BLAST FROM THE PAST - Little girl dies of grief

AUG. 17, 1925 The top stories in the Norwalk Reflector-Herald on this date 82 years ago:
Norwalk Reflector Staff
Jul 25, 2010

AUG. 17, 1925

The top stories in the Norwalk Reflector-Herald on this date 82 years ago:

Little girl dies of grief over death of grandmother

The death angel visited the home of Mr. and Mrs. A.E. Smith of 17 Chatham Street Saturday at 6:30 p.m. and claimed Mary Alice Smith, the lovely 12-year-old daughter of the household.

It is believed the child's death was caused by grief over the passing of her grandmother, Mrs. Mary Uraula Mossbrugger, who expired here last Wednesday.

Born here on Nov. 17, 1913, the girl had resided all her life in the house in which she passed away. The child attended St. Paul's parochial school where she was much admired and esteemed for her bright mind and her winsome and ingratiating ways. She would have been a member of the seventh grade.

She is survived by her parents, sister Rita, aged four, the grandmother, Mrs. Mary E. Smith, three uncles, five cousins and a large number of friends.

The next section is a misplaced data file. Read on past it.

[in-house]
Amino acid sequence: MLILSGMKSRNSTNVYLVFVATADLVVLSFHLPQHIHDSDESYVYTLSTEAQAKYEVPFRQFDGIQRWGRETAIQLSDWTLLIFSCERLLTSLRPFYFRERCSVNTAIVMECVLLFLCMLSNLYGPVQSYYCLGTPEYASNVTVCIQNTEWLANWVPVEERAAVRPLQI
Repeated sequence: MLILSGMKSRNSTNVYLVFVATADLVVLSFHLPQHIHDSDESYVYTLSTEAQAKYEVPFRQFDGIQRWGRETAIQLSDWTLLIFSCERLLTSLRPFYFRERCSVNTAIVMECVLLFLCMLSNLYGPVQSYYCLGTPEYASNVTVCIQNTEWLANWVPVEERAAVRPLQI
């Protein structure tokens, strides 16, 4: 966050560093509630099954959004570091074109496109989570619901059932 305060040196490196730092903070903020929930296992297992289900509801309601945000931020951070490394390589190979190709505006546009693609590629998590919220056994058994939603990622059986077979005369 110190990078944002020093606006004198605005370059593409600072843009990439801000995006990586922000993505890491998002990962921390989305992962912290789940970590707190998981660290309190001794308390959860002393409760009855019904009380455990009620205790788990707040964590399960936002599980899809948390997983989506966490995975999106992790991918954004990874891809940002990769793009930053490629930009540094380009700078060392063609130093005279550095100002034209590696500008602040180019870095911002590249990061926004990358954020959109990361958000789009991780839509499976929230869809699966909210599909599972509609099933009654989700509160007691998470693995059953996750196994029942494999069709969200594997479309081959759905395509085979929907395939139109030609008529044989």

Until the time of the death of her grandmother, to whom she had been deeply attached, the child had been in fair health. The passing of her beloved relative, however, had a marked effect on her physical condition. She became violently ill last week and it is believed that grief over the death of the grandmother so weakened the child that she was unable to withstand the effects of her illness.

Paint the Dinky, urges lady, even at public expense

"Let us take up a public collection have the Dinky painted," phoned a West Main St. lady to the Reflector-Herald office this morning. She protested with considerably asperity that to have the Main St. car half painted as it recently came form the shop is a reflection on the city, where neat homes prevail on every street. It appears the car suffered a damaged vestibule some weeks ago and was sent to the company's shops at Sandusky, the vestibule repaired and then freshly painted, the balance of the car being left with the dingy coat of paint it got some ten years ago, making it now look as though its face were washed. The car's present condition has aroused a lot of unfavorable comment and general opinion is that Norwalk and the car's faithful and courteous crew merit something better than this.

Jolted by 2200 volts, electrician hangs helpless from pole

To hang suspended on a life belt from a telephone pole 40 feet from the ground while in an unconscious condition from the effects of a 2200-volt electric shock, was the terrifying experience of Alfred Greenfelder here Saturday.

Greenfelder remained hanging from the pole about two minutes before he revived and was able to regain a secure position. Aside form painful burns on the hand and leg, Mr. Greenfelder is none the worse for the incident.

Compiled by Andy Prutsok